From C-Span:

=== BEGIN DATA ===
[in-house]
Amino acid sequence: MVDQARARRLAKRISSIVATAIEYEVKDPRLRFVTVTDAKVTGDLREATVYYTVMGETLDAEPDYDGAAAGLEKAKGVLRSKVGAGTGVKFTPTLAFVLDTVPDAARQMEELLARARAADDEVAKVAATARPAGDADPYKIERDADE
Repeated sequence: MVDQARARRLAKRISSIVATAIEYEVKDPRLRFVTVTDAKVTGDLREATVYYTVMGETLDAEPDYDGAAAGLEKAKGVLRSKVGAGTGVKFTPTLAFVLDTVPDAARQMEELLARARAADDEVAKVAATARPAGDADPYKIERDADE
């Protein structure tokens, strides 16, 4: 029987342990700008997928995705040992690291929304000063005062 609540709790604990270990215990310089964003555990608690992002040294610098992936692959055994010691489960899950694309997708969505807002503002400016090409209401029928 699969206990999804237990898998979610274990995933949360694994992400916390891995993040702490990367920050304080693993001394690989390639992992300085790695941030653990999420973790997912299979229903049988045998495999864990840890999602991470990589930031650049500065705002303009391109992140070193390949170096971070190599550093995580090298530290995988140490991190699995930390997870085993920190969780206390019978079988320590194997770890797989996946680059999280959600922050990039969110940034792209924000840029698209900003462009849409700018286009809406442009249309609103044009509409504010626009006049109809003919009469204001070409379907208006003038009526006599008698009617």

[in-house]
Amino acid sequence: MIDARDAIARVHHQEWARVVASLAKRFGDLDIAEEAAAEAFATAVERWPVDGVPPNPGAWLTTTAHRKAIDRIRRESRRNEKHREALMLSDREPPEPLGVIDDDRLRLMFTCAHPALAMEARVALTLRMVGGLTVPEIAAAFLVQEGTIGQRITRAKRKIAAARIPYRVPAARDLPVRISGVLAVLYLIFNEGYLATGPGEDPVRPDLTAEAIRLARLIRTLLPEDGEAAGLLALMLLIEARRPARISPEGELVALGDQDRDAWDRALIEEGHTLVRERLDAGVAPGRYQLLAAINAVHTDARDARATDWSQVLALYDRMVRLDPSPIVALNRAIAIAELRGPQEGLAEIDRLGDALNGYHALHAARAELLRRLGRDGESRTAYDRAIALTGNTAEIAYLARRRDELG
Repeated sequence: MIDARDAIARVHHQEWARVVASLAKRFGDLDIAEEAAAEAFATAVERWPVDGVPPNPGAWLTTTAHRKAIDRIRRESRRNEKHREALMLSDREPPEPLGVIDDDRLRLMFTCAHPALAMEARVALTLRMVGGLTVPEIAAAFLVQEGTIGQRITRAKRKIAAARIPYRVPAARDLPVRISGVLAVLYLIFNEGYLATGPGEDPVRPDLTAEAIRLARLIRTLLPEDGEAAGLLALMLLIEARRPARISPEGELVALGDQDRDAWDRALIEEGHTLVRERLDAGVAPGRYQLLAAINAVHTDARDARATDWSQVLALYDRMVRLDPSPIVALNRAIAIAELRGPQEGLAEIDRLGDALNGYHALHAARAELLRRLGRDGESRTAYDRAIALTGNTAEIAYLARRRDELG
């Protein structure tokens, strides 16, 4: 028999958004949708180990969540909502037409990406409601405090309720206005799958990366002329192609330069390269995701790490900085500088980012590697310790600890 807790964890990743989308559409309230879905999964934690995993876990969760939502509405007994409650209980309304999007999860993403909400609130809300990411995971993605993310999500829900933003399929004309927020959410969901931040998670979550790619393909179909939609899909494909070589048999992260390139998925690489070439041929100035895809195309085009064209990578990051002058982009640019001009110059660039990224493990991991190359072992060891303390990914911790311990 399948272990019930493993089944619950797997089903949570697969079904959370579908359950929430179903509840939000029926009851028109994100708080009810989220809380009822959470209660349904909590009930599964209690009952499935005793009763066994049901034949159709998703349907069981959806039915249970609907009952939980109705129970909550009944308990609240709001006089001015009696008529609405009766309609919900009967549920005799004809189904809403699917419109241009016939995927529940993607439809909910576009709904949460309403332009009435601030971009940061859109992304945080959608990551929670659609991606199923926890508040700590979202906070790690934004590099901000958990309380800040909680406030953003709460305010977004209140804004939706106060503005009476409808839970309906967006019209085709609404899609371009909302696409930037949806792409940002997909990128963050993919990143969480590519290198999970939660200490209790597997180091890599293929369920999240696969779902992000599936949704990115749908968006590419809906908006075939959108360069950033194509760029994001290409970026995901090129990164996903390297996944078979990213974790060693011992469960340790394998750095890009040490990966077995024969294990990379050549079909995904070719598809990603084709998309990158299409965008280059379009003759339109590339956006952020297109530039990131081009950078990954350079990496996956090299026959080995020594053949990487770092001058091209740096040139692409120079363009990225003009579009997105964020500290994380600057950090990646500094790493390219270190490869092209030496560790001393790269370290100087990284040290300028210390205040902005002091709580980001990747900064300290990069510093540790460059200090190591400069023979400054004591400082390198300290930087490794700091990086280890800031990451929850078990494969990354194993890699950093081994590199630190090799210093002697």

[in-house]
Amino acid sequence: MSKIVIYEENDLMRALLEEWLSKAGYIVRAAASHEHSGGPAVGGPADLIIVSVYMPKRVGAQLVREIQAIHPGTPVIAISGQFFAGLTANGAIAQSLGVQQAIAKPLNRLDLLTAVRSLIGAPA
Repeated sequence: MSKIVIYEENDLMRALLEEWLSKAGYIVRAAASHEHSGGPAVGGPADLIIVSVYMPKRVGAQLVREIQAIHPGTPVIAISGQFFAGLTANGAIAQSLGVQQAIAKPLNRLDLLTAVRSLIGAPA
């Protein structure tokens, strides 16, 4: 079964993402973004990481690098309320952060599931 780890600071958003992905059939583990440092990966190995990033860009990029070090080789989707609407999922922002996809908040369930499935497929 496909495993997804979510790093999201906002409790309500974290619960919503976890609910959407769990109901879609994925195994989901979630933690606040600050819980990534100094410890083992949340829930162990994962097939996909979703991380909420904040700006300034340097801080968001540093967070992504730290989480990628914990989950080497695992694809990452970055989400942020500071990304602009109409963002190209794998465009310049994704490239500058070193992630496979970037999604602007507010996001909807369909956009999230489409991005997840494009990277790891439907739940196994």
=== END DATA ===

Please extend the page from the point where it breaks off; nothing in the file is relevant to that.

Thank you. Mr. President, I rise to introduce the chief financial officer vision act of 2020. Shortened to be c.f.o. vision act of 2020. I’m pleased to have senators warner, Johnson, Lankford and Perdue join me as cosponsors to strengthen the financial management and improve financial and performance data. Improve financial management. This is numbers, I know this puts people to sleep. Improve financial data management can ensure that the taxpayer money is wisely and appropriately spent. Effective financial management helps to safeguard taxpayer money and ensure it is used lawfully, efficiently and effectively for the purposes intended. 30 years ago congress passed the chief financial officers act of 1990, known as the c.f.o. act. This law laid a new foundation for federal financial management. It established a financial management leadership structure, provided for long-range planning, it required audited financial statements, and it strengthened accountability reporting, among other reforms. The c.f.o. act also called for improvement in the integration of agency accounting and financial management systems and in cost information and in our financial management workforce. Since enactment of that act, we’ve seen substantial improvements in federal financial management. Today agencies have c.f.o.’s in place to provide leadership and accountability over financial operations and most agencies receive clean audit opinions on their annual financial statements. However, serious and persistent problems remain. Many agencies have struggled to modernize legacy accounting systems and are unable to integrate their financial and performance data. Oftentimes the federal government is unable to show the relationship between dollars spent and results achieved. After more than 20 years of trying, the government accountability office still cannot give an opinion on the federal government’s consolidated financial statements. They cite serious financial management problems at the department of defense, among other issues. The legislation that we’re introducing would update that 1990 law in a handful of key ways to ensure sustained progress and improving federal financial management. It’s based in large part on a g.a.o., that’s the government accountability office review of the 1990 law and testimony last October from the comptroller general of the united states before the senate budget committee. First the c.f.o. vision act would standardize c.f.o. and deputy chief financial officer responsibilities, which do vary across federal agencies, to allow for better strategic decision making, the chief financial officer vision act would specify that the chief financial officer responsibilities should include budget formulation and execution, planning and performance, risk management and internal controls, financial systems and accounting. The bill would also ensure that the deputy chief financial officers could provide continuity in the event of a chief financial officer vacancy. Major financial management improvement initiatives can take years to implement, potentially outlasting a c.f.o.’s tenure. By establishing appropriate statutory responsibilities for the deputy chief financial officers, the bill would help minimize the effects of the c.f.o. turnover. Secondly, the bill would update the government-wide agency level planning requirements to ensure they are reasonable and allow for proper planning and monitoring. The updated plans would include projected milestones and estimated implementation costs, annual status updates would allow congress to track progress towards these mile milestones and how closely the costs matched those projected. Third, the c.f.o. act would require the office of management and budget would determine the status and progress of agencies and how they are making progress towards achieving cost-effective and efficient government operations. Currently only limited financial management performance based metrics exist, such as the financial statement audit opinion and reporting of identified material weaknesses. All the accountants understand these terms. So currently only limited management performance base metrics exist such as the financial statement audit opinion and the reporting of identified material weaknesses. I could say that a third time and people still wouldn’t understand it. This new requirement would require more complete a consistent measurement of the quality of agencies financial management. These performance metrics would be — metrics would be included to be required to be in the financial plans and status reports. That means we’ll have more information to work with. Finally, our bill would require agency management to annually assess and report on the effectiveness of internal control, whether they are really keeping track of everything and ensuring it is correct so that would be effectiveness of internal control and financial reporting and other key financial management information. Auditors would also be required to independently assess internal controls. Such assessments will improve confidence in the reliability of financial reporting. The c.f.o. vision act builds on the c.f.o. act’s foundation by updating it we can achieve more effective financial management, which i believe will ultimately lead to increased accountability and results and understanding by the senators. I’m pleased that our bill has been endorsed by the national taxpayers union, the project on government oversight, the data collection, the R Street Institute, citizens against government waste, truth in accounting, and taxpayers for common sense. I think that means that there are accountants on the boards of all of those. This shouldn’t be a controversial piece of legislation. It just should be an essential update so we know what’s happening with the trillions of dollars that we’re allocating spending and checking up on. So I urge my colleagues to support this bill and I yield the floor. And I suggest the absence of a quorum.